Wild strawberry

Name: wild strawberry

Rosaceae – Rosaceae.

Common name: intestinal grass.

Parts used: most often leaves and fresh ripe fruits, sometimes rhizomes.

Pharmacy name: strawberry leaves – Fragariae folium (formerly: Folia Fragariae), strawberry fruits – Fragariae fructus (formerly: Fructus Fragariae), strawberry root – Fragariae radix (formerly: Radix Fragariae).

Botanical description.Perennial plant 5-20 cm tall, forming long creeping shoots (whiskers) that stretch along the soil plane and take root at the nodes. Leaves with long petioles, trifoliate, light green above, whitish-grayish-green below, pubescent. White flowers on erect peduncles have 5 petals and 5 sepals with a subcup. The receptacle after flowering becomes red, fleshy, juicy, forming a false fruit, known to everyone as the “berry” of the strawberry. Real fruits (small shiny nuts) with a hard shell are immersed in bases in this false fruit. Blooms from May to June. Among the forest gifts, strawberries are the most valuable; they grow along the slopes of embankments and on the sides of forest roads, in clearings and clearings, from plains to. forest border in the mountains. It occurs often, but only occasionally in the form of dense thickets.

Collection and preparation. Anyone who wants to harvest leaves should do it at the beginning of summer, preferably during flowering. But for those who are less interested in their healing effect, and would like to use strawberry leaves as homemade tea, it is necessary to collect them very young, when they still have little tannins. Mixed with l/i, woodruff herbs make a wonderful tasty tea, which was recommended by Kneipp. The rhizomes are dug up in spring or autumn and dried in the air. But the most healing in this plant is fresh fruits, which also have tonic properties.

active substances. The leaves contain tannins, some essential oil, vitamin C and flavonoids. The content of tannins in young leaves is non-cardinal, later it increases. The main active substances of rhizomes are tannins, the content of which reaches 10%. As for ripe fruits, here it is first of all necessary to mention vitamin C. In 100 g of ripe berries, there are approximately 60 mg of it (this is a very high content of vitamin C). Refreshing fruit acids, valuable minerals such as potassium, magnesium, calcium, iron, zinc, manganese, copper, cobalt, phosphorus, and other vitamins are the active ingredients of strawberries.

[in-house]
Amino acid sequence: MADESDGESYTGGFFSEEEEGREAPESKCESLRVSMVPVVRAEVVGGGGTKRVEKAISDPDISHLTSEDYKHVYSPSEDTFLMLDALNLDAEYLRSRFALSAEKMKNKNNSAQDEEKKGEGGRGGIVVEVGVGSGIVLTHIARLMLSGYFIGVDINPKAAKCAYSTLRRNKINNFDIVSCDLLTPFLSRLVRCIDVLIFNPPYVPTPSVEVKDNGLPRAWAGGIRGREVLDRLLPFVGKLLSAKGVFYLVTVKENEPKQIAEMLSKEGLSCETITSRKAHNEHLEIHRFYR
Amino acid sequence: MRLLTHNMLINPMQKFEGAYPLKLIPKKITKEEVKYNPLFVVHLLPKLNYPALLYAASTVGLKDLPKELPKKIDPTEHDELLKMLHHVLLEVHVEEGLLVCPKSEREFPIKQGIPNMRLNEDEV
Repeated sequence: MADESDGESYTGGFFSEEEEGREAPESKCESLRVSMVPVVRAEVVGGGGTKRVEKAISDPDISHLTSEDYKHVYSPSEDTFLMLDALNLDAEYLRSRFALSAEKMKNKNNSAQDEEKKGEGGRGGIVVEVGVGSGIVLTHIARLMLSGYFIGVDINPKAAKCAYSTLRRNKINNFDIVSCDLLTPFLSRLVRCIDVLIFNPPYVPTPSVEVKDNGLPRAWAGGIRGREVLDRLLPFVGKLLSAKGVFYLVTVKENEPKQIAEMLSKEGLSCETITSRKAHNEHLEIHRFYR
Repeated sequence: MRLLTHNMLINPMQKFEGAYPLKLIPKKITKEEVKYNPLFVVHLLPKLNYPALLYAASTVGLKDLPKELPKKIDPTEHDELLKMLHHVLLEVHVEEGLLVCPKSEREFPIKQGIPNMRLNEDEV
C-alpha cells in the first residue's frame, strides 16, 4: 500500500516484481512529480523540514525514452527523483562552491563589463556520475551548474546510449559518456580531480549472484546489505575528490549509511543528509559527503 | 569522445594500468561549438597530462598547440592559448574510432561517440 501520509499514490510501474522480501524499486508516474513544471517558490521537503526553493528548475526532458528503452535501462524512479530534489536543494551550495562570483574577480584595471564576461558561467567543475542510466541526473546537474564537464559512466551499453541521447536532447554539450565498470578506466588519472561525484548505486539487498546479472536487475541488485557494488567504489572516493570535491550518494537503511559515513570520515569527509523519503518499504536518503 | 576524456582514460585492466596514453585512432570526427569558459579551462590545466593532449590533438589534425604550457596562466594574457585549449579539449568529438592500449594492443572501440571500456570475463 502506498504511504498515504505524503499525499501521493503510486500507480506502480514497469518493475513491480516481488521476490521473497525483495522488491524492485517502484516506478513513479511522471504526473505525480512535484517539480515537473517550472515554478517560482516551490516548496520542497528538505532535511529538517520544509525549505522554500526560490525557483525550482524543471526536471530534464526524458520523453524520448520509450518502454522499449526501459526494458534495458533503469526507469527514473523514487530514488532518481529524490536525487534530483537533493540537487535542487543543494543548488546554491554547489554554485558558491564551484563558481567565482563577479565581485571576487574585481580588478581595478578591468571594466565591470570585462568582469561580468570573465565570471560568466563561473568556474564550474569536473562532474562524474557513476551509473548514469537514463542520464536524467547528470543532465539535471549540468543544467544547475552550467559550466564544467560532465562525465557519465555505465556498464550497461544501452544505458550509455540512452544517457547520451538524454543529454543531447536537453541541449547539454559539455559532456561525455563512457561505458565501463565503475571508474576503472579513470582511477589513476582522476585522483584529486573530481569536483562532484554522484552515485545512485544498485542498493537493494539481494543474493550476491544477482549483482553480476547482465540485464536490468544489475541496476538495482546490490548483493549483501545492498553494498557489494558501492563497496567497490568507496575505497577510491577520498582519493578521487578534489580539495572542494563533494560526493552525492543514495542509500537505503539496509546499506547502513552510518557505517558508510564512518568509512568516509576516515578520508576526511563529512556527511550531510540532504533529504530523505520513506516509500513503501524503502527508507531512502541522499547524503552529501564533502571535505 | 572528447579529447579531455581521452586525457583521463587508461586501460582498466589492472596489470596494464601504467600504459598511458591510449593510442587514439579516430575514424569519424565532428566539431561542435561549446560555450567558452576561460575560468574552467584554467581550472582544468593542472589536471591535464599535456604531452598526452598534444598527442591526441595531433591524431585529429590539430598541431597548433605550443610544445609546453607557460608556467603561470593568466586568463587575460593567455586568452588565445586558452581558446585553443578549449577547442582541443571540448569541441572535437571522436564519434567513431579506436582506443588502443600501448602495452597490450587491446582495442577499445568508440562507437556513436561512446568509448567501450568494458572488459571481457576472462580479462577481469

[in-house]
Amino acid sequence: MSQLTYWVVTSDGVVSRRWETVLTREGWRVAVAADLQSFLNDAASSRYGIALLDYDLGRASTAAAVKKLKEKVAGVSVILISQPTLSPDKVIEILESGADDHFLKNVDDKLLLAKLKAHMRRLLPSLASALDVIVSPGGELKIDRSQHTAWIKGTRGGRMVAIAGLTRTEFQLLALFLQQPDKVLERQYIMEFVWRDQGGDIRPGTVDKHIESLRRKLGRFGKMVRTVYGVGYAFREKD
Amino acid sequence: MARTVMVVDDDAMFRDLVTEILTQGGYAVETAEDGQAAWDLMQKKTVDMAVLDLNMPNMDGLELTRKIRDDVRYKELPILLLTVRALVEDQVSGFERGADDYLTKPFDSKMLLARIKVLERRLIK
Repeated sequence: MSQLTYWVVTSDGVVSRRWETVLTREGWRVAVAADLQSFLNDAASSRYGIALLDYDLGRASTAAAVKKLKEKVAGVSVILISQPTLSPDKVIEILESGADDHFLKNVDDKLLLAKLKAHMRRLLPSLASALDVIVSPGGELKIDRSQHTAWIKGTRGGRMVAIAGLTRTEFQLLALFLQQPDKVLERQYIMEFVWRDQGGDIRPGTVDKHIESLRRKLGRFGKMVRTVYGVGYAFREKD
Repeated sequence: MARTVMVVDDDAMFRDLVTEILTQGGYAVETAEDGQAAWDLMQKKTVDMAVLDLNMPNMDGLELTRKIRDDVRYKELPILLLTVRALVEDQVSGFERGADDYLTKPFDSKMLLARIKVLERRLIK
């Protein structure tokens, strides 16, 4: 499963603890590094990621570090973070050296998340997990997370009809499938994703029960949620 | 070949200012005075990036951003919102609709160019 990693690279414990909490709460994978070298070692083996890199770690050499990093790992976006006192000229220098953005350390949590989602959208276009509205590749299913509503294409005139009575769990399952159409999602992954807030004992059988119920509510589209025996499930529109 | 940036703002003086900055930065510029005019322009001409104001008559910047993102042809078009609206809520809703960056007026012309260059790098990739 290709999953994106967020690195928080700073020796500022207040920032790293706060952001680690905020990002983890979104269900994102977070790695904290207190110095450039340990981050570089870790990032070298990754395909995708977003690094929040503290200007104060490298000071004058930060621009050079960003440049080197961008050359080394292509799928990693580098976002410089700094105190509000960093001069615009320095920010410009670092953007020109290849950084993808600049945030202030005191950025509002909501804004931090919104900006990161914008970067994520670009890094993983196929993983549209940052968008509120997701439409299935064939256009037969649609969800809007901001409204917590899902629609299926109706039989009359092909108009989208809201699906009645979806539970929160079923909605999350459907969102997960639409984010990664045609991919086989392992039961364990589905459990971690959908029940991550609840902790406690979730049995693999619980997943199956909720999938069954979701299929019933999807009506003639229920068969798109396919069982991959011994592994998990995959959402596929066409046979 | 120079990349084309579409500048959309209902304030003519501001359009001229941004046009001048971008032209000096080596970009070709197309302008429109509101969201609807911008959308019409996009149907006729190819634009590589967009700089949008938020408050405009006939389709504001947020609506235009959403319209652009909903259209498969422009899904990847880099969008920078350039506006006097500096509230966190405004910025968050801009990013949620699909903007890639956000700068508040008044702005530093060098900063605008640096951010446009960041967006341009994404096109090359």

Healing action and application. Rhizomes and leaves are valuable for their tannins. Their decoction (tea) is used to rinse the throat and mouth with inflammation of the mucous membranes, and is also used for disorders of the stomach and intestines, especially for diarrhea. The decoction is also successfully used for jaundice. Sebastian Kneipp recommended strawberry tea as a health drink for weakened people.

  • Strawberry tea: 2 teaspoons topped with strawberry leaves pour 1/4 liter of boiling water, let it brew for 15 minutes, then strain. Drink a cup of tea three times every day or, if necessary, gargle or gargle with tepid tea.

Tea from rhizomes is brewed twice as weakly (1 teaspoon per 1/4 liter of water). The use of fresh strawberries to improve the functioning of the liver and gallbladder was already known in antiquity. Modern science has confirmed this. The days of taking wild strawberries are days of health for an overloaded liver: eat 125 g of berries three times every day for at least one week during the fruiting of strawberries – these will be healing days!

Use in homeopathy. The fresh fruit is the starting material for the homeopathic remedy Fragaria, which, although rarely, is used to treat urticaria-type rashes, digestive disorders and circulatory disorders. D 1 and D 1 are the most effective dilutions of this remedy, which is enough to take 5-8 drops twice every day.

Application in folk medicine.Fresh strawberries are in high esteem among the people. I must say that traditional medicine does not attach any healing value to the numerous garden forms of strawberries. Naturally, wild berries are more fragrant, richer in vitamins and minerals, however, garden strawberries, especially some of their forms, are not without value. Nevertheless, traditional medicine rejects it. She recommends fresh wild strawberries for diseases of the heart, liver and gallbladder, for nervous exhaustion, anemia and weakness, for gout and rheumatism, for acne and chronic constipation. They also have anthelmintic properties. Strawberry leaf tea is known to purify the blood, promote hematopoiesis and soothe the nerves. In addition, it has a reputation (largely due to information from old herbalists) as a remedy for hemorrhoids, ailments of the spleen and liver, female diseases and dropsy. With its help, they try to achieve success even with asthma and chronic bronchitis. Tea from rhizomes is recommended for diarrhea and jaundice. However, do not attach too much importance to the advice of traditional medicine.

Side effects. Some people develop an allergic reaction to garden strawberries and develop a severely itchy rash after eating the fruit. These people should also avoid wild strawberries, but tea from the leaves is not contraindicated for them.

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